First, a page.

Last week, an unidentified officer shot an unarmed autistic child several times just for running away during a mental health crisis. 13 year old Linden Cameron’s mother called 911 trying to get help for her son because she thought he might need to be taken to a psychiatric hospital. When police arrived she told them that he was unarmed and has autism, but he fled when approached. We are not aware of any attempt by the officers to gain his compliance besides verbal commands, a threatening presence, and a foot pursuit before they opened fire. We can think of nothing that an autistic child or any child could do to justify a police shooting short of pointing a gun at an officer (https://copblaster.com/blast/25958/whos-the-salt-lake-city-officer-that-shot-13-year-old-linden-cameron).
The 76-2-404 governs use of force by law enforcement (https://le.utah.gov/xcode/Title76/Chapter2/76-2-S404.html). The statute reads as follows:
76-2-404. Peace officer’s use of deadly force.
(1)A peace officer, or any person acting by the officer’s command in providing aid and assistance, is justified in using deadly force when:
(a)the officer is acting in obedience to and in accordance with the judgment of a competent court in executing a penalty of death under Subsection 77-18-5.5(2), (3), or (4);
(b)effecting an arrest or preventing an escape from custody following an arrest, where the officer reasonably believes that deadly force is necessary to prevent the arrest from being defeated by escape; and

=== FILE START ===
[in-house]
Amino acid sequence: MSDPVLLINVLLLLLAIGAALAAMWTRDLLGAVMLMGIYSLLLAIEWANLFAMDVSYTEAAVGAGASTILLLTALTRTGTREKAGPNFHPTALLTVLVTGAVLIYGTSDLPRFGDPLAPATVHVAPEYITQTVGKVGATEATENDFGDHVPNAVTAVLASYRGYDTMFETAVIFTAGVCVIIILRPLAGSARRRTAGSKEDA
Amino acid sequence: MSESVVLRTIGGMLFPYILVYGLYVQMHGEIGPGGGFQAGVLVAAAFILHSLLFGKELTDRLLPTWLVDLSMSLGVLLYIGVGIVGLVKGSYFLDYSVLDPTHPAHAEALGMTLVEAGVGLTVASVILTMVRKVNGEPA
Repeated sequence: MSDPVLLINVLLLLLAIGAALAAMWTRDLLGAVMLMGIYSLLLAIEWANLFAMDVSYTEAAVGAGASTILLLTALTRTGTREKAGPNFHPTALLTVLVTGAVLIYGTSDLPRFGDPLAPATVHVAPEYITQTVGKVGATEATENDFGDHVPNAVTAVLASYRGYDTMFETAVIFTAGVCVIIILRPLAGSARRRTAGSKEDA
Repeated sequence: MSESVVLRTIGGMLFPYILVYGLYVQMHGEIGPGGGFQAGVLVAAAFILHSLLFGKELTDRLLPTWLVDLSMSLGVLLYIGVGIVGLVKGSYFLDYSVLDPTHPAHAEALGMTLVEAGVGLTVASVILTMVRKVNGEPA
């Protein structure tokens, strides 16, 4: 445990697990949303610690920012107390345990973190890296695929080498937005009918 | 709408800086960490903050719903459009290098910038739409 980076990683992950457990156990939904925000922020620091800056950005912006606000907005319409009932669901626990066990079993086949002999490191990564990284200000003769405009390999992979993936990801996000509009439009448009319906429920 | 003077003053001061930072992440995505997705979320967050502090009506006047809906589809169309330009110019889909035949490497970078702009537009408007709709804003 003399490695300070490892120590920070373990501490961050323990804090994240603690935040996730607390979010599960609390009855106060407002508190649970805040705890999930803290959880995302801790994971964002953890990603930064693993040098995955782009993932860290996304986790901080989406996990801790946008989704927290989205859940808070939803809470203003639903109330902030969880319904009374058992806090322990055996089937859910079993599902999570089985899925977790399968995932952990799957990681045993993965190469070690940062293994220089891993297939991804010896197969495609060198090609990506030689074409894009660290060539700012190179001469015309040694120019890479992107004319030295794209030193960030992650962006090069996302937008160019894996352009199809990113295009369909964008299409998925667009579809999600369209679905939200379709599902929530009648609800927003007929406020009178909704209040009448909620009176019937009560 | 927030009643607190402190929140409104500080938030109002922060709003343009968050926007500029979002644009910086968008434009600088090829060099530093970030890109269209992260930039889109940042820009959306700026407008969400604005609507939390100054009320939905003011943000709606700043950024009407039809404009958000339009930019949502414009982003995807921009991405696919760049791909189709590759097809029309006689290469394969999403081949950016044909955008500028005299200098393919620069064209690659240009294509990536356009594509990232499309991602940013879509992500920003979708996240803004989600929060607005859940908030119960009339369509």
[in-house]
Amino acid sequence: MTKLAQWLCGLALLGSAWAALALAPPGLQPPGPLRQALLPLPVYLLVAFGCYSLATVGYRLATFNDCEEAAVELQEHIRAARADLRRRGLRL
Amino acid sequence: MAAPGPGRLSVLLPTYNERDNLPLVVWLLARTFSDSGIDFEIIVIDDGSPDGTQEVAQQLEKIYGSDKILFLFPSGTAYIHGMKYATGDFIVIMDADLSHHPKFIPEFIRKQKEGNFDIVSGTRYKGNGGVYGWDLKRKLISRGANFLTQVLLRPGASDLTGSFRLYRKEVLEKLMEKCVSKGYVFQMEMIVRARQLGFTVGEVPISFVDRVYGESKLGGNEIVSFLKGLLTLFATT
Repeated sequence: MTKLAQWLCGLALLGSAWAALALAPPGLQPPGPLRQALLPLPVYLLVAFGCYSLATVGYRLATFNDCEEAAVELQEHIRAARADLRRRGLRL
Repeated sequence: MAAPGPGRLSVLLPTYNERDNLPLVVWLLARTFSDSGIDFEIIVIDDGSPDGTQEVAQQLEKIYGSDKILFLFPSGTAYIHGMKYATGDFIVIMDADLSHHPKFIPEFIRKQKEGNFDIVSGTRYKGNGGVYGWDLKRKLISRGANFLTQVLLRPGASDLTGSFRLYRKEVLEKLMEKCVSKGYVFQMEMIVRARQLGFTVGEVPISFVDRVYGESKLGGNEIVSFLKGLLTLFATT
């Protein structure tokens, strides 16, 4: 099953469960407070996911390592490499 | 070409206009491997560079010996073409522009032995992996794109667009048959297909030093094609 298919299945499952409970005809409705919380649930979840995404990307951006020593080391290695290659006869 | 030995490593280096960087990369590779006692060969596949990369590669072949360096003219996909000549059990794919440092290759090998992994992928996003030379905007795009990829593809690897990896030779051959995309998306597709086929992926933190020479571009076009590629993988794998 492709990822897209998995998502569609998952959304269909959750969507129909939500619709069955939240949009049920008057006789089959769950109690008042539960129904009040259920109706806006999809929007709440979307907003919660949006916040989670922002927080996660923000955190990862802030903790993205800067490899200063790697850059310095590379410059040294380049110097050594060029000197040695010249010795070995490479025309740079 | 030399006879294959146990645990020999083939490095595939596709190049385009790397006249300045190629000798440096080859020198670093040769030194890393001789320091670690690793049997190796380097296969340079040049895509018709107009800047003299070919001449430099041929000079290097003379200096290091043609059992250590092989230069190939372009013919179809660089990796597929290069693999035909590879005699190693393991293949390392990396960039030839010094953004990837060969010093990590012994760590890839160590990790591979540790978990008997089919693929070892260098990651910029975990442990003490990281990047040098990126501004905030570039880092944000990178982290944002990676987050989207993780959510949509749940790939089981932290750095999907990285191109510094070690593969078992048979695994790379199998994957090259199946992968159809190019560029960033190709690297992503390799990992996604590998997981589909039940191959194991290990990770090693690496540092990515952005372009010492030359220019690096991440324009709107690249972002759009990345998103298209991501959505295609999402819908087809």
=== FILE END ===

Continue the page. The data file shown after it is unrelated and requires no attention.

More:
(i)the officer has probable cause to believe that the suspect has committed a felony offense involving the infliction or threatened infliction of death or serious bodily injury; or
(ii)the officer has probable cause to believe the suspect poses a threat of death or serious bodily injury to the officer or to others if apprehension is delayed; or
(c)the officer reasonably believes that the use of deadly force is necessary to prevent death or serious bodily injury to the officer or another person.
(2)If feasible, a verbal warning should be given by the officer prior to any use of deadly force under Subsection (1)(b) or (1)(c).
We can think of nothing little Linden is accused of that would fit the above statute. He was not sentenced to death, he was not physically capable of outrunning a police officer, no cause existed to believe that he had committed a felony, there was no cause to believe that he posed a threat of serious bodily injury to others if apprehension was delayed, and no reasonable officer could have believed that the use of deadly force was necessary to prevent death or serious bodily injury to the officer or another person.